Spanish mtDNA

Leg Med (Tokyo). 2007 Jul 4; [Epub ahead of print]

Characterization of human control region sequences for Spanish individuals in a forensic mtDNA data set.

Alvarez JC et al.

Population data on the hypervariable regions of the mitochondrial DNA (mtDNA) genome are used to convey the relative rarity of mtDNA profiles obtained from evidence samples and of profiles used to identify missing persons. In this study, mtDNA profiles of Spanish individuals (n=312) were analyzed to describe haplogroup distributions and to determine relevant single nucleotide polymorphisms (SNPs) of those haplogroups. All nine common European haplogroups were observed in the sample, and these were divided into subgroups when possible. Haplogroup H was the most common haplogroup. The haplogroups U, J, T, and V were the next most frequent groups, each occurring at a frequency of 6.4% or greater. In addition, African and Asian sequences were present though rare in the samples. The data were compared with and found to be similar to other published data sets. There were 109 SNPs observed in the data set, including 10 positions not previously reported. The most variable sites are consistent with other studies.


July 09, 2007

ASPM and the alphabet

Peter Frost who had proposed in the past a model for the evolution of light pigmentation in northern Europeans has come up with a new hypothesis linking the spread of the notorious ASPM gene variant with the spread of alphabetical writing.

Med Hypotheses. 2007 Jun 27; [Epub ahead of print]

The spread of alphabetical writing may have favored the latest variant of the ASPM gene.

Frost P.

Anthropology Department, C/o Bernard Saladin d’Anglure, Université Laval, Québec, Canada G1K 7P4.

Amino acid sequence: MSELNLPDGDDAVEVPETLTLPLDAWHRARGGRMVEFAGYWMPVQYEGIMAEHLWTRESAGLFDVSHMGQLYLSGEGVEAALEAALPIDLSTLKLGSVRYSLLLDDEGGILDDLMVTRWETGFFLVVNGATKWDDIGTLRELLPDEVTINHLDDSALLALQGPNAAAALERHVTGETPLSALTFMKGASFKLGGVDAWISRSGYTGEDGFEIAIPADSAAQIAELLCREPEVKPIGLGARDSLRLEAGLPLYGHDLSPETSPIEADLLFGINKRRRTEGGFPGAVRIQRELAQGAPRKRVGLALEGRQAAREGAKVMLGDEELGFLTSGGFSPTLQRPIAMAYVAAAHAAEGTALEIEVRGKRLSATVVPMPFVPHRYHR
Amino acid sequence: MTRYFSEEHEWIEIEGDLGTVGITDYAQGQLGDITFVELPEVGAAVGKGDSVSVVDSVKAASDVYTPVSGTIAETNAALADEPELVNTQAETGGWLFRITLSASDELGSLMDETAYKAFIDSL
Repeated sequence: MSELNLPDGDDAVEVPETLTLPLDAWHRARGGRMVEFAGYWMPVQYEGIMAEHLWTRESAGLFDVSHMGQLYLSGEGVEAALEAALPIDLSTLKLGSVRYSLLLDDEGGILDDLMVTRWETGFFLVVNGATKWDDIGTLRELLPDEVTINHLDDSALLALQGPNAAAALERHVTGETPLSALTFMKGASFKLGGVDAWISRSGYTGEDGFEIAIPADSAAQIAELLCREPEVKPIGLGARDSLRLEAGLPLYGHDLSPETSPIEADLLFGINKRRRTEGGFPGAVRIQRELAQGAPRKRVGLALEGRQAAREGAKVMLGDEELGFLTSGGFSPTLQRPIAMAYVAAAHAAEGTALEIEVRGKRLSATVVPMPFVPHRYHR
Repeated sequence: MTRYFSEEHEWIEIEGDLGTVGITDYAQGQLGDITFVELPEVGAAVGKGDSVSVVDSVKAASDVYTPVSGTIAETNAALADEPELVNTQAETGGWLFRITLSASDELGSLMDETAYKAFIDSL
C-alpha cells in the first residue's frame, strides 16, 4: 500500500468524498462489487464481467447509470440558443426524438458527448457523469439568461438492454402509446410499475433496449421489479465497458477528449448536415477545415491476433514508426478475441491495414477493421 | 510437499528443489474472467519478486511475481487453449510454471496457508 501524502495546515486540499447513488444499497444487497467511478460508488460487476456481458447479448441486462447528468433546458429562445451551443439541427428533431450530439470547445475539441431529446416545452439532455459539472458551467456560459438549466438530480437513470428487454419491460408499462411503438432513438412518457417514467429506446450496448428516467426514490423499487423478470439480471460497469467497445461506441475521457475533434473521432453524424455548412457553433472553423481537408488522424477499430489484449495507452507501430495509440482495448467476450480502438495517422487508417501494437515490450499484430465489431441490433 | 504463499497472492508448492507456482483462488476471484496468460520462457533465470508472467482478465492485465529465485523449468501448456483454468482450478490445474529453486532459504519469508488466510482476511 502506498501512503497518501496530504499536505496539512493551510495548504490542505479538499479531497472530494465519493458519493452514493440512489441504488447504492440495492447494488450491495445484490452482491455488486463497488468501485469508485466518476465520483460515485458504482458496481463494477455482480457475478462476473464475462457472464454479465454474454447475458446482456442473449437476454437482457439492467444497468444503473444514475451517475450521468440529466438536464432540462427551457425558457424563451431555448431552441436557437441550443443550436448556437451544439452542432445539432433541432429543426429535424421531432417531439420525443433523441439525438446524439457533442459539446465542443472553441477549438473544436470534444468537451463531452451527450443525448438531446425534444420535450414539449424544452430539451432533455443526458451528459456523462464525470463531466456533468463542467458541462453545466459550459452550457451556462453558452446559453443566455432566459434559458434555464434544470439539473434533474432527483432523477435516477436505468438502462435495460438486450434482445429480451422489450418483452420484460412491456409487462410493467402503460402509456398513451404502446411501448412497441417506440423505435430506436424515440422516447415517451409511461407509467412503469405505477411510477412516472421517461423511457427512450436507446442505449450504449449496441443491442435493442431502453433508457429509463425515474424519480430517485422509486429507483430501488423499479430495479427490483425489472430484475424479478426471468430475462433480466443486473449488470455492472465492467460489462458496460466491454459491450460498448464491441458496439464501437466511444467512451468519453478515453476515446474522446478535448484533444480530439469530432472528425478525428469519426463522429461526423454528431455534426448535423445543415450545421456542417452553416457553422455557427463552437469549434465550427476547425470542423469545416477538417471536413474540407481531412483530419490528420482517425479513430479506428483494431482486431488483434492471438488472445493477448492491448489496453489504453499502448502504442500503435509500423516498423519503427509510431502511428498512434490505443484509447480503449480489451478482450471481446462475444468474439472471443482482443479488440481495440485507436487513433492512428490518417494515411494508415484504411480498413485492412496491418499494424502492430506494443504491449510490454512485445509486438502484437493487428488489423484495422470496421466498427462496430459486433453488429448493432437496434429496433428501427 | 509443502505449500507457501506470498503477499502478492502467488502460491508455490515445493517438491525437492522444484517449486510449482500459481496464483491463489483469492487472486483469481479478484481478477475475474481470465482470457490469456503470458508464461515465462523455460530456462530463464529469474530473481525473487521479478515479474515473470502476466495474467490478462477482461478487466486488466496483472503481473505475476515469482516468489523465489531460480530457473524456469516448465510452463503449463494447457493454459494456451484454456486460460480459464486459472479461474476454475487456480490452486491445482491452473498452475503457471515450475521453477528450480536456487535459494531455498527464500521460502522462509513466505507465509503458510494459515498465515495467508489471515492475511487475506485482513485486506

ASPM, a gene that regulates brain growth, has evolved considerably in the primate lineage that leads to humans. It continued to evolve even after the emergence of modern humans, with the latest ASPM variant arising about 6000 years ago somewhere in the Middle East. The new variant then proliferated within and outside this region, reaching higher incidences in the Middle East (37-52%) and in Europe (38-50%) than in East Asia (0-25%). Despite its apparent selective advantage, this variant does not seem to improve cognitive performance, at least not on standard IQ tests. At present, we can only say that it probably assists performance on a task that exhibited the same geographic expansion from a Middle Eastern origin roughly 6000 years ago. The closest match seems to be the invention of alphabetical writing, specifically the task of transcribing speech and copying texts into alphabetical script. Though more easily learned than ideographs, alphabetical characters place higher demands on mental processing, especially under premodern conditions (continuous text with little or no punctuation, real-time stenography, absence of automated assistance for publishing or copying, etc.). This task was largely delegated to scribes of various sorts who enjoyed privileged status and probably superior reproductive success. Such individuals may have served as vectors for spreading the new ASPM variant.


July 05, 2007

Ancient Chinese mtDNA

American Journal of Physical Anthropology (early view)

Tracing the genetic history of the Chinese people: Mitochondrial DNA analysis of aneolithic population from the Lajia site

Shi-Zhu Gao et al.